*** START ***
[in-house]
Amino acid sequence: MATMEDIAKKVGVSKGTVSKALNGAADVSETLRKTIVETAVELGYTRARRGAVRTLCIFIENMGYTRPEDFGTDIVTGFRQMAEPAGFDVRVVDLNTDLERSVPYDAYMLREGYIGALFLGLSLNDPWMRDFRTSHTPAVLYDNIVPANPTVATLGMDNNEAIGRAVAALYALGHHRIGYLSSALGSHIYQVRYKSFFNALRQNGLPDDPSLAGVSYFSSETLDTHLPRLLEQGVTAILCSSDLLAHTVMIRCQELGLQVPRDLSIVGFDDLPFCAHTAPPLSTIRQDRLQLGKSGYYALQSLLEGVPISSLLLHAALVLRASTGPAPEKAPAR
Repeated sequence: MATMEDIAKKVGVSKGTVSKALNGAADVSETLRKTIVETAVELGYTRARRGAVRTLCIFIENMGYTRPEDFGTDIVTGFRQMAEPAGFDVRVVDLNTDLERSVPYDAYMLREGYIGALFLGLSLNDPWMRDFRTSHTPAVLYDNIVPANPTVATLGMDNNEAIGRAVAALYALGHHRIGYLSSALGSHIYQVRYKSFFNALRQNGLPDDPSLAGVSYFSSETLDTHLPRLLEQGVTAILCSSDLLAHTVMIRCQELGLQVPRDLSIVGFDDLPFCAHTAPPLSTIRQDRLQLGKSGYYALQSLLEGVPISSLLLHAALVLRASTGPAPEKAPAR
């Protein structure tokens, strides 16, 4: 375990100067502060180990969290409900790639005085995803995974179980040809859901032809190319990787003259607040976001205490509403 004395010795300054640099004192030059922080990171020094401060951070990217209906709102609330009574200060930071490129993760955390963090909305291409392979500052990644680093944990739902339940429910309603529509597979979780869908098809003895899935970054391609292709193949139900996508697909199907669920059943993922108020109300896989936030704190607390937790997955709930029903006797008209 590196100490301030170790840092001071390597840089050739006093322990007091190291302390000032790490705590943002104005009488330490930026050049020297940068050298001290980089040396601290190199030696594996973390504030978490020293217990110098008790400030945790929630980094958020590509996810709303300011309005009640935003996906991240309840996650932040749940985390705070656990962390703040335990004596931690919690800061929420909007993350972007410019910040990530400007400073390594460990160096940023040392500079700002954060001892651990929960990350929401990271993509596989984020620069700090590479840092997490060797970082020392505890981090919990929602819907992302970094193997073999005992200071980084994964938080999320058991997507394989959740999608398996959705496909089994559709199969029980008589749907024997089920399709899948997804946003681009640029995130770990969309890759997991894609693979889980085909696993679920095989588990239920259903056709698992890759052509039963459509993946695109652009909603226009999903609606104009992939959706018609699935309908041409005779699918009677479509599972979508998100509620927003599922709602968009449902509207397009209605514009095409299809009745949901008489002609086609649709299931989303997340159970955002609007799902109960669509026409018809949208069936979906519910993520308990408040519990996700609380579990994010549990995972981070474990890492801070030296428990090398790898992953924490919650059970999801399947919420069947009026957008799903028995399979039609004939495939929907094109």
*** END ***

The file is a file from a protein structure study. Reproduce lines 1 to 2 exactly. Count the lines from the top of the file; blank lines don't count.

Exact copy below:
[in-house]
Amino acid sequence: MATMEDIAKKVGVSKGTVSKALNGAADVSETLRKTIVETAVELGYTRARRGAVRTLCIFIENMGYTRPEDFGTDIVTGFRQMAEPAGFDVRVVDLNTDLERSVPYDAYMLREGYIGALFLGLSLNDPWMRDFRTSHTPAVLYDNIVPANPTVATLGMDNNEAIGRAVAALYALGHHRIGYLSSALGSHIYQVRYKSFFNALRQNGLPDDPSLAGVSYFSSETLDTHLPRLLEQGVTAILCSSDLLAHTVMIRCQELGLQVPRDLSIVGFDDLPFCAHTAPPLSTIRQDRLQLGKSGYYALQSLLEGVPISSLLLHAALVLRASTGPAPEKAPAR